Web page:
Little Prince Hal Had Lived
Sandbrook, Dominic, New Statesman (1996)
Amid the fascination with anniversaries, one historic date has gone oddly unnoticed. It is almost exactly 500 years since the birth of one of the most important kings in our history, who transformed the appearance and culture of early-modern England.
Born on New Year's Day 1511, Henry of Cornwall, as he was originally known, was the long-anticipated son and heir to Henry VIII. After barely two months, the "New Year's Boy" was struck down by a mysterious illness and almost died. But he pulled through, and English history was never the same again.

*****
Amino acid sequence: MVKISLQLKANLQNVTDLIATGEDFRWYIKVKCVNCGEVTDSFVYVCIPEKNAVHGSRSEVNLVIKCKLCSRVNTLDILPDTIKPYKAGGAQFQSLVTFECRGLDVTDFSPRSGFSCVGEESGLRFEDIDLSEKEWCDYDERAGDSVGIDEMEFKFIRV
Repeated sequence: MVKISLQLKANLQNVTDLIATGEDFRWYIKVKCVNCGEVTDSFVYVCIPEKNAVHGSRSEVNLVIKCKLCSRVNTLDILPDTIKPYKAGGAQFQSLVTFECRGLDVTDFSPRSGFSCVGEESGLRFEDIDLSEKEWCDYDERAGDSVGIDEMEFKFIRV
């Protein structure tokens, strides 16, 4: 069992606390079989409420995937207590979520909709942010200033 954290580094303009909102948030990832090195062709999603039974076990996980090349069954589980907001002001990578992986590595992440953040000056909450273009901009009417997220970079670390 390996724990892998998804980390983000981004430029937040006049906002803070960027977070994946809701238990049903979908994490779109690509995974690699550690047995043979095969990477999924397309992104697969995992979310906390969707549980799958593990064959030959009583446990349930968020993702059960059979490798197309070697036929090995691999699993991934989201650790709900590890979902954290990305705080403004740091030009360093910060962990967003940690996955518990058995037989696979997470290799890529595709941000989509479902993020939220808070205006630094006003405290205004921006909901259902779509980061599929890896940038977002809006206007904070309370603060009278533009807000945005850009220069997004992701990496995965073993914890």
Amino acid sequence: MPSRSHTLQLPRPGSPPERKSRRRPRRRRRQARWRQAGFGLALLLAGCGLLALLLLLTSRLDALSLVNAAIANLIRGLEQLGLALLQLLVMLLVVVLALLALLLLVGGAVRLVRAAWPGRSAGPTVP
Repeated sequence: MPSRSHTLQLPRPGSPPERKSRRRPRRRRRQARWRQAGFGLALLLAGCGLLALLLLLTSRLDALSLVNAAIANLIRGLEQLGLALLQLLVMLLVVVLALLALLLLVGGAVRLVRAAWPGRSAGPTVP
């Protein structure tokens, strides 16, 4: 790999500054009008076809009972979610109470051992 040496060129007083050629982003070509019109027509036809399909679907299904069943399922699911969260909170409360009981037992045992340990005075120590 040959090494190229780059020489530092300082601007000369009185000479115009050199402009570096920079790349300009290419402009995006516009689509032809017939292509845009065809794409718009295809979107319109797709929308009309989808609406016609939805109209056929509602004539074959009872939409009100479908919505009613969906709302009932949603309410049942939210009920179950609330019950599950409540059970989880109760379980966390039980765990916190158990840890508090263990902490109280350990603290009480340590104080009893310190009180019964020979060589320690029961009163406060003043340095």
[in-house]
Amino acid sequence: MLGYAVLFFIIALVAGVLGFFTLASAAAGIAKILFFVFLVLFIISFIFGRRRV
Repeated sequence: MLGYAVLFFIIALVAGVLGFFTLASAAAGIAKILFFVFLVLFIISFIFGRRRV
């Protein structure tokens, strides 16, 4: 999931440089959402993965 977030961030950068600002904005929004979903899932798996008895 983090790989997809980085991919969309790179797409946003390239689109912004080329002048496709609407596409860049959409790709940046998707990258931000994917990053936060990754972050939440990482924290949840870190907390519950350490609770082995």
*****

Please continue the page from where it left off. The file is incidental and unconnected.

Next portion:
At his father's court, little Hal was the star of the show, his father's darling who could do no wrong. His birth consolidated the passionate relationship between Henry VIII and his wife, Catherine of Aragon; indeed, after his baby son's brush with death, Henry was even more strongly influenced by his wife's Catholic piety. Ten years later, when he wrote his Defence of the Seven Sacraments, attacking Martin Luther, Henry dedicated it to his young son. "A gift from God," he wrote, "and a sign of divine love for our beloved country."
Little wonder that Henry VIII is remembered today as such a staunch defender of the Catholic Church; little wonder, either, that his regime was so assiduous in rooting out Protestant dissent.
At Henry's death in 1547, his son took over as Henry IX. At 36, Prince Hal was at his physical and mental peak. …